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\begin{document}
\title{Hirshleifer Ch. 10 (micro)}
\author[1]{Clara Jace}%
\affil[1]{George Mason University}%
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\date{\today}
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As an oligopolist faces only a few competitors, each firm is in a
strategic situation. In choosing its own price or output, it needs to
consider how its rivals will individually react. This is complex since
each firm is dependent upon the other's behavior for their success.~
\section*{10.1~ Strategic Behavior: The Theory of
Games}
{\label{998558}}
A game, in a mathematical sense, is a way of picturing social
interactions. Two distinct elements must be kept in mind: (a) the
pattern of payoffs, and (b) the protocol of play. The pattern of payoffs
reflects the mix of shared versus opposed interests. The protocol of
play corresponds to the rules of the game.~
\subsection*{Patterns of Payoffs}
{\label{598244}}
The payoff matrix below reflects Paul Revere's famous ride. The redcoats
had to come by land or by sea, and their choice could be observed from
the steeple of Boston's Old North Church.~ Revere's task was to carry
the message (signaled by lanterns in the church steeple - ``one if by
land, two if by sea'') to the American defenders at Lexington and
Concord. The rows represent possible British strategies; the columns
represent American strategies. In each cell, the paired numbers are the
payoffs:
\par\null\par\null\par\null\par\null\par\null\par\null
Such a pattern of payoffs, where each cell adds up to 0, represents
totally divergent interests called a ``zero-sum game.'' The next table
displays the exact opposite, pure coordination.~ Here the players'
interests are in full accord:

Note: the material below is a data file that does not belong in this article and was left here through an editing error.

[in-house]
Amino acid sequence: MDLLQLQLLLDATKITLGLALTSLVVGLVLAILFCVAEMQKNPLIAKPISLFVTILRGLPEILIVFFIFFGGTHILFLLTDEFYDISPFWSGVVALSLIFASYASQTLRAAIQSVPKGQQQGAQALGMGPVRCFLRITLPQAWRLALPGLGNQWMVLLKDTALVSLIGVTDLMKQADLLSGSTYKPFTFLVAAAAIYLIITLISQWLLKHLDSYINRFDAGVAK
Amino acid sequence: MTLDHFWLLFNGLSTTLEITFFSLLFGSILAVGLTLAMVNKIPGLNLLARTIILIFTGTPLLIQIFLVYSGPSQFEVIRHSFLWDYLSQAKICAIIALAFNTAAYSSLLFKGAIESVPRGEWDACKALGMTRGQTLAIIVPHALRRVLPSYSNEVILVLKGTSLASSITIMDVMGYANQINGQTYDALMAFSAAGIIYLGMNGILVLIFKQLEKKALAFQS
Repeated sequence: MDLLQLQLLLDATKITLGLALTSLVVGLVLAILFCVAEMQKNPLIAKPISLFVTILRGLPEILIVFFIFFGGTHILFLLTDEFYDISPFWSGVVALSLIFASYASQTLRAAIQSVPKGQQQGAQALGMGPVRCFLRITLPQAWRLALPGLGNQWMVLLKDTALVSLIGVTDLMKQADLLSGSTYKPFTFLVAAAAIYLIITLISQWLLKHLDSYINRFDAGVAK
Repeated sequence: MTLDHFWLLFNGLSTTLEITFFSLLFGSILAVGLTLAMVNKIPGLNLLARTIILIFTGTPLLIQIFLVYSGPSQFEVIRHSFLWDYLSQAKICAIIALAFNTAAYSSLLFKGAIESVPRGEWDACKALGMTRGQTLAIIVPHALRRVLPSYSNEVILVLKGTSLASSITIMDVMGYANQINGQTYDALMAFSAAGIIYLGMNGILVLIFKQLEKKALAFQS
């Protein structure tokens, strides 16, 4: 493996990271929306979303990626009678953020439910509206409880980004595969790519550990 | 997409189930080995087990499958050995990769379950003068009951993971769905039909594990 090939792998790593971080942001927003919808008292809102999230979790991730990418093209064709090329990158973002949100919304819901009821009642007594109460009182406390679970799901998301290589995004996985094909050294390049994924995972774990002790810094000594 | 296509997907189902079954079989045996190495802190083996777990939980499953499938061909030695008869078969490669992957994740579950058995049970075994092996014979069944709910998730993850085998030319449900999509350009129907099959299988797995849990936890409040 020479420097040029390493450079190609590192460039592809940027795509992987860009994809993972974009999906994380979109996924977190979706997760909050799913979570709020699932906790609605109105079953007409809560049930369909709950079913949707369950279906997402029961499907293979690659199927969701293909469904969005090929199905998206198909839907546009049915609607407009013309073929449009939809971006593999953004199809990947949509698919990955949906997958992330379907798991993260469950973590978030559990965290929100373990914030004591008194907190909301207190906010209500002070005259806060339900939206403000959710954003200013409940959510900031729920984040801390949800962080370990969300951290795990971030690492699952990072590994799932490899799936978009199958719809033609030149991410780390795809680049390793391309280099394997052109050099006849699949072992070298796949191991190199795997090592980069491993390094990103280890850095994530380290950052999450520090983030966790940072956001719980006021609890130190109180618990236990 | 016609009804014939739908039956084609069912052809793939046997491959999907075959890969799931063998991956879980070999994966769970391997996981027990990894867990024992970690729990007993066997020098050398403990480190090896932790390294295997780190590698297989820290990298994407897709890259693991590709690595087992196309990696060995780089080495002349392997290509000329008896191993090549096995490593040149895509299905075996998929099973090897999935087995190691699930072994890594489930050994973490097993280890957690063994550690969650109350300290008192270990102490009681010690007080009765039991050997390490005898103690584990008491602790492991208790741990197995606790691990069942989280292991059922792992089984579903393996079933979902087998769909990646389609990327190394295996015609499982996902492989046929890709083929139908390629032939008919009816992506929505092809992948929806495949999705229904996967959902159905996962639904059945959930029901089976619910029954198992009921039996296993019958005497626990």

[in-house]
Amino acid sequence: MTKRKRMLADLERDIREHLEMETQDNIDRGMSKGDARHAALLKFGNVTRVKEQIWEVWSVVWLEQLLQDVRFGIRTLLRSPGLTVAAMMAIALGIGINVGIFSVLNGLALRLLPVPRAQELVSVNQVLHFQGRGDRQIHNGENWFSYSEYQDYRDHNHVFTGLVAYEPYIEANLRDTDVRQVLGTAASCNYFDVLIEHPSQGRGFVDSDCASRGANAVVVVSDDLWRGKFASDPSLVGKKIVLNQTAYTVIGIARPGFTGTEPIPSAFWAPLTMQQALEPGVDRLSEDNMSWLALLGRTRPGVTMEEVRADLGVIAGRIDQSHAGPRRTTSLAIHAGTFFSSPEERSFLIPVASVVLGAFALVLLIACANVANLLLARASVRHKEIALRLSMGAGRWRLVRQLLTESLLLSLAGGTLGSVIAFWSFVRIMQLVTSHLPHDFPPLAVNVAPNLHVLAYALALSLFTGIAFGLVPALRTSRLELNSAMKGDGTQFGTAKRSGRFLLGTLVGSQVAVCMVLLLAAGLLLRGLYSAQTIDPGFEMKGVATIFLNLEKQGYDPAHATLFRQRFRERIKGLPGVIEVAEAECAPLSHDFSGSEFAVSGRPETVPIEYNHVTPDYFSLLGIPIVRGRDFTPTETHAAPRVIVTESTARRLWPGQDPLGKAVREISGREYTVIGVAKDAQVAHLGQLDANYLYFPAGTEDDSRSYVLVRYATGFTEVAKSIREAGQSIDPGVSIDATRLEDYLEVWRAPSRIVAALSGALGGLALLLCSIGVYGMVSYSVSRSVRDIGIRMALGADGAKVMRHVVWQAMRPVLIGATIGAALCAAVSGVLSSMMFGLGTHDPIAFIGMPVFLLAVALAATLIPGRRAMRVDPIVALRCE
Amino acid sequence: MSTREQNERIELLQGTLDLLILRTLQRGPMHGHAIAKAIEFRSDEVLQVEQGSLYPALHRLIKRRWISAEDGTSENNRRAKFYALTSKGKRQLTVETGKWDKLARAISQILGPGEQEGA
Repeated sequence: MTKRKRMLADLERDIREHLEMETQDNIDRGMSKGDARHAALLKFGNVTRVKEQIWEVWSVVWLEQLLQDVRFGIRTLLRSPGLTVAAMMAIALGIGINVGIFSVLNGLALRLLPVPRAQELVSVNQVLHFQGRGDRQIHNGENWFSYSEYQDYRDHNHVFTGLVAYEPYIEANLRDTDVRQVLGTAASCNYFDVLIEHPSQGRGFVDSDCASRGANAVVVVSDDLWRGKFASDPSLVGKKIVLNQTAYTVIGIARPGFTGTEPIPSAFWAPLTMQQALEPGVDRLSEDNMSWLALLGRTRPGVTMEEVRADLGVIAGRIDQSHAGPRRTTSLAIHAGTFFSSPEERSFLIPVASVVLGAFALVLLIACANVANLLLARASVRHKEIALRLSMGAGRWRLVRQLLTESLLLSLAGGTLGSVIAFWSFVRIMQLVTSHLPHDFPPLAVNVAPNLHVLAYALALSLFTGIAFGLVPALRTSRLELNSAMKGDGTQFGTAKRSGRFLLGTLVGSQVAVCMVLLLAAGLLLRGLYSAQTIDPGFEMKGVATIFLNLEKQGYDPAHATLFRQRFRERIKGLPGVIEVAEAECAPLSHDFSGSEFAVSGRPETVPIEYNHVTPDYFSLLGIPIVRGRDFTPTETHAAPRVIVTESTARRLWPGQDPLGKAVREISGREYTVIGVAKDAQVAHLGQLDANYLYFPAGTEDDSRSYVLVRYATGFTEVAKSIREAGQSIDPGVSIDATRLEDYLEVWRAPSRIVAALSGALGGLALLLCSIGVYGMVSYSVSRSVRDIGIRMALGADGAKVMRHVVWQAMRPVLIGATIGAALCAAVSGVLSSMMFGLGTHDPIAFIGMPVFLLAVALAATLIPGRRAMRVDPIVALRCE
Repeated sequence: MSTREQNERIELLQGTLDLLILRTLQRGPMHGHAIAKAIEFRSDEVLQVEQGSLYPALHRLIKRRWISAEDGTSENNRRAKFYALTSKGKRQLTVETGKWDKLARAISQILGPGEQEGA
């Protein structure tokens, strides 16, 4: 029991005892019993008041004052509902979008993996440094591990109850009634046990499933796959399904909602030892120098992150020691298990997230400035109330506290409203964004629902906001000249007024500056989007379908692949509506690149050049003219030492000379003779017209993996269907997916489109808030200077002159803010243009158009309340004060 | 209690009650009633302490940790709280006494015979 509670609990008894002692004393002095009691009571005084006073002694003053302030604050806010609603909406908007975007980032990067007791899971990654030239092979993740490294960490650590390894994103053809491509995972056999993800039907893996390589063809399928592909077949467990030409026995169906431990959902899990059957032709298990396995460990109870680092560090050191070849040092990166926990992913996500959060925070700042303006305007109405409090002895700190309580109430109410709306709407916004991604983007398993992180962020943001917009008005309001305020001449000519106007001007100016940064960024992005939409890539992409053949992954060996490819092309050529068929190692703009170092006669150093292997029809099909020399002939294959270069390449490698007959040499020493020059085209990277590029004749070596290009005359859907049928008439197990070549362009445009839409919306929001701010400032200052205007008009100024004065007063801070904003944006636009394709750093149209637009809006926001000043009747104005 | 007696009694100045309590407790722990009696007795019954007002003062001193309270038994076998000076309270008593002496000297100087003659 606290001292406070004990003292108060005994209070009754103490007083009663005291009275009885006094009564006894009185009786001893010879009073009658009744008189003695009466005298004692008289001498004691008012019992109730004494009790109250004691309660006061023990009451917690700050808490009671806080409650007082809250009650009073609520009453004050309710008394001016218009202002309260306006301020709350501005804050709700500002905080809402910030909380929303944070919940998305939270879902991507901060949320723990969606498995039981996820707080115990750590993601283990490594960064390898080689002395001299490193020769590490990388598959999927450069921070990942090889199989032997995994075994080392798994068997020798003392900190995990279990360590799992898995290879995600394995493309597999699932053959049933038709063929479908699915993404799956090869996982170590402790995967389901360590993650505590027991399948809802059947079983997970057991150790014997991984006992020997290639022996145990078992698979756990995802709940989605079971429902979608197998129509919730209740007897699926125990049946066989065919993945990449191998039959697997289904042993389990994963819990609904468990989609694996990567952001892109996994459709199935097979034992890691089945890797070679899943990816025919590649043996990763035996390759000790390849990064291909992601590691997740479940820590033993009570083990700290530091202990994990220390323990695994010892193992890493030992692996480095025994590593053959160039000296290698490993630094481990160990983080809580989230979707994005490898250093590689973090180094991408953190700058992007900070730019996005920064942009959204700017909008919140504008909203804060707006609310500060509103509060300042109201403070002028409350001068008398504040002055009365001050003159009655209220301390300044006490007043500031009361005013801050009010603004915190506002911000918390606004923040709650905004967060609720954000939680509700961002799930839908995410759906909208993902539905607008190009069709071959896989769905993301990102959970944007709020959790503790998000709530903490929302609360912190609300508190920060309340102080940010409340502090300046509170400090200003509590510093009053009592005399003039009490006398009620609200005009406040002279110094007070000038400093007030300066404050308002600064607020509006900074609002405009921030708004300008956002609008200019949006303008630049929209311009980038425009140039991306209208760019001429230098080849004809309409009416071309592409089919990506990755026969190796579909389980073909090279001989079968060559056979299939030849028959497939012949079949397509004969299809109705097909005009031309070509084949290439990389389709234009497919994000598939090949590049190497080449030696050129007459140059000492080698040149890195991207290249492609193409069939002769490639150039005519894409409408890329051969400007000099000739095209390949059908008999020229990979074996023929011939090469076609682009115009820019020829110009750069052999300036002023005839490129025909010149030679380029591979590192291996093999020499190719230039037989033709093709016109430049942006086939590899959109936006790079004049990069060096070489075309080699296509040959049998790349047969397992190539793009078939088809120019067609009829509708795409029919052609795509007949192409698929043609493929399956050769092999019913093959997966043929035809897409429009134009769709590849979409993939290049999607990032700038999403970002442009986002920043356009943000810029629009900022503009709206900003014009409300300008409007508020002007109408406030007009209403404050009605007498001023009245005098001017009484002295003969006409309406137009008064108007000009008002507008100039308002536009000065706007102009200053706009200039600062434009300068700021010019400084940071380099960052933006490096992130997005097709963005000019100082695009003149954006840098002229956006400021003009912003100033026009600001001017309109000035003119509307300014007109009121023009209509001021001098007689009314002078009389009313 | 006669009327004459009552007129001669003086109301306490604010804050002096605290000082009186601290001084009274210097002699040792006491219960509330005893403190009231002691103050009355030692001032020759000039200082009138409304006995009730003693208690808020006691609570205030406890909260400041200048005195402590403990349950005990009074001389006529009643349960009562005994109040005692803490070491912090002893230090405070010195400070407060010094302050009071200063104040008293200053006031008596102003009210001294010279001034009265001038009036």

\par\null\par\null\par\null\par\null\par\null\par\null
Intermediate cases can be blended in important ways. Below is the
classic Prisoners' Dilemma, where certain payoffs are coordinating and
certain are opposing.~
\par\null\par\null\par\null\par\null\par\null\par\null\par\null\par\null\par\null\par\null\par\null\par\null
The dilemma here is that each does better confessing, regardless of what
his accomplice does, though both could gain more by refusing to confess.
This is also the same situation that firms in cartels find themselves
in.~
\subsection*{Pure Strategies}
{\label{947016}}
In game theory, a solution is a prediction of the strategies that
rational players will select in the light of opponents' possible
choices. Solutions depend upon both the pattern of payoffs and the
protocol of play.~
\subsubsection*{Sequential Play: Each player makes a rational decision,
on the assumption that the opponent will choose rationally when it comes
to his or her
turn.~}
{\label{408042}}
With regard to sequential-move solutions, two important questions are:
(1) Who does better, the first or second mover? (2) Are these results
efficient? That is, does some other pair of choices yield payoffs better
for both parties, or at least one side without the other side being
worse off?
This sequence also introduces the idea of credible threats-- the fact
that to offer a credible threat, the player must be able to carry out
within the protocol and payoff of the game.~
\subsubsection*{Simultaneous Play: Under the simultaneous-move protocol